Relationship Between Cannabis Use and Immediate, Delayed, and Working Memory Performance Among Older Adults

TitleRelationship Between Cannabis Use and Immediate, Delayed, and Working Memory Performance Among Older Adults
Publication TypeThesis
Year of Publication2021
AuthorsMaynard, MH
Academic DepartmentPsychology
UniversityUniversity of Central Florida
CityOrlando, FL
KeywordsCannabis, Memory

Cannabis is increasingly accessible in the United States for recreational and/or medical
use. Additionally, the Baby Boomer birth cohort exhibits a greater prevalence of cannabis use
than prior generations of older adults. Past research has most frequently addressed the potential
cognitive effects of cannabis use in populations of adolescents and young adults. Some of these
studies suggest that cannabis use is chronically associated with worse performance on tasks of
verbal working memory and executive functioning, however, due to methodological variation
and a wide variety of potential confounds including duration of abstinence and frequency of use,
results are still inconclusive. Through use of a longitudinal, publicly available secondary dataset,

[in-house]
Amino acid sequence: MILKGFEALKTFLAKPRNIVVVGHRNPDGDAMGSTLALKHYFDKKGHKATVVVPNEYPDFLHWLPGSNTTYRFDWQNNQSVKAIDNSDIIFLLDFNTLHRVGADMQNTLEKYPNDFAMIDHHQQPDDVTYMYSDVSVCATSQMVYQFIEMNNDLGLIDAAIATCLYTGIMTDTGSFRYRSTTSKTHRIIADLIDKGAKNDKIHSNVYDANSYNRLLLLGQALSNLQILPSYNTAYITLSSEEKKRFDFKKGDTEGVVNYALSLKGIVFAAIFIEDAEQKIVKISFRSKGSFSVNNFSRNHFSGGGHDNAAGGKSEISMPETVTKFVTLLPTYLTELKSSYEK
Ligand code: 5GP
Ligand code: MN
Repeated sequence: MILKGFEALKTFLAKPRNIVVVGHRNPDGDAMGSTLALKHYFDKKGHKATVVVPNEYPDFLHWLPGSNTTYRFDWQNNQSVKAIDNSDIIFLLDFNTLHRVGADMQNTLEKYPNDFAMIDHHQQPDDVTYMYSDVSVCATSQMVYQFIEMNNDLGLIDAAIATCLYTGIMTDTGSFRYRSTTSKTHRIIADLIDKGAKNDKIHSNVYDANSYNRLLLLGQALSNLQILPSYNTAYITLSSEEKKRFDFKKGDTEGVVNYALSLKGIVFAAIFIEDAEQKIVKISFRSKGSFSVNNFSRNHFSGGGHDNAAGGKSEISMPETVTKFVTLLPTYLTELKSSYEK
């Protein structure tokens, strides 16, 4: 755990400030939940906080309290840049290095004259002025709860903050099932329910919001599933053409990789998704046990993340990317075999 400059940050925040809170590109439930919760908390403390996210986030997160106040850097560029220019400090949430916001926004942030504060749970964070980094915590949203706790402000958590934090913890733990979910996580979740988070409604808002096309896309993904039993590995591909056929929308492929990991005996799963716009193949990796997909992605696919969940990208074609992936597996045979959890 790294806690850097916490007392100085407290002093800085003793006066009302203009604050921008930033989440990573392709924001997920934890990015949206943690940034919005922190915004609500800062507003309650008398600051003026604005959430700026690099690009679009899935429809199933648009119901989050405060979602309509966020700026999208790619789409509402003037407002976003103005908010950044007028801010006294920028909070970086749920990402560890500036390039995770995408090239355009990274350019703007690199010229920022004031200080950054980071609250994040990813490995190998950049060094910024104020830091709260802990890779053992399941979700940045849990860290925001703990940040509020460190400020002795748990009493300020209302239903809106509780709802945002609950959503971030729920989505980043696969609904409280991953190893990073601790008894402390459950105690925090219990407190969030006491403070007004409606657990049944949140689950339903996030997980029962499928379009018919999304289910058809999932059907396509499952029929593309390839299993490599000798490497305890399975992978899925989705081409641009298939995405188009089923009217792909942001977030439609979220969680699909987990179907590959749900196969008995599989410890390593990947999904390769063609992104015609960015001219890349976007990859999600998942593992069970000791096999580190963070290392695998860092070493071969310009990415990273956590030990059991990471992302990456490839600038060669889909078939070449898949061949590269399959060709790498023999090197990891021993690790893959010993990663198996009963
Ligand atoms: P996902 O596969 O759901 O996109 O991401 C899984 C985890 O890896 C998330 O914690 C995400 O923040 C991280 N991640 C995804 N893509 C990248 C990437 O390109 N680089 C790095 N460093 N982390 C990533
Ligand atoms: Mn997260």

the Health and Retirement Study, immediate, delayed, and working memory were evaluated in
older adults who have used cannabis within the past year, within their lifetime but not the past
year, and those who have never used. Uncontrolled, one-way ANOVAs and controlled
ANCOVAs were used to examine these effects. When controlling for age, gender, education, and
race, current frequent users demonstrated significantly worse immediate memory performance
than past and non-users. Results suggest that greater than weekly cannabis use may result in
attentional and short-term memory deficits. Further, these effects may be mitigated by sustained
abstinence over time. Certain limitations including sample size and measures of cannabis use
warrant future studies to replicate and build upon these findings.

Citation Key11639